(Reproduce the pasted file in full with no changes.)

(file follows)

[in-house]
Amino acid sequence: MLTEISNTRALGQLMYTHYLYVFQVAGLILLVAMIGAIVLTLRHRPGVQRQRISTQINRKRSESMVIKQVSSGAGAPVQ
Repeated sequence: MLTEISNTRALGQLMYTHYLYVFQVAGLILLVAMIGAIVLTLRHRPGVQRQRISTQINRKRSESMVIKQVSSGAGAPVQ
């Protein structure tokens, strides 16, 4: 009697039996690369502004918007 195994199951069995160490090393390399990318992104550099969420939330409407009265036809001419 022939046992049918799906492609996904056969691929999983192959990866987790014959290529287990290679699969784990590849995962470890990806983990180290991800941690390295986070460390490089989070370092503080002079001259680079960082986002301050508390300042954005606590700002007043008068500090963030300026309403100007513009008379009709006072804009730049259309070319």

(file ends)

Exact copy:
[in-house]
Amino acid sequence: MLTEISNTRALGQLMYTHYLYVFQVAGLILLVAMIGAIVLTLRHRPGVQRQRISTQINRKRSESMVIKQVSSGAGAPVQ
Repeated sequence: MLTEISNTRALGQLMYTHYLYVFQVAGLILLVAMIGAIVLTLRHRPGVQRQRISTQINRKRSESMVIKQVSSGAGAPVQ
């Protein structure tokens, strides 16, 4: 009697039996690369502004918007 195994199951069995160490090393390399990318992104550099969420939330409407009265036809001419 022939046992049918799906492609996904056969691929999983192959990866987790014959290529287990290679699969784990590849995962470890990806983990180290991800941690390295986070460390490089989070370092503080002079001259680079960082986002301050508390300042954005606590700002007043008068500090963030300026309403100007513009008379009709006072804009730049259309070319």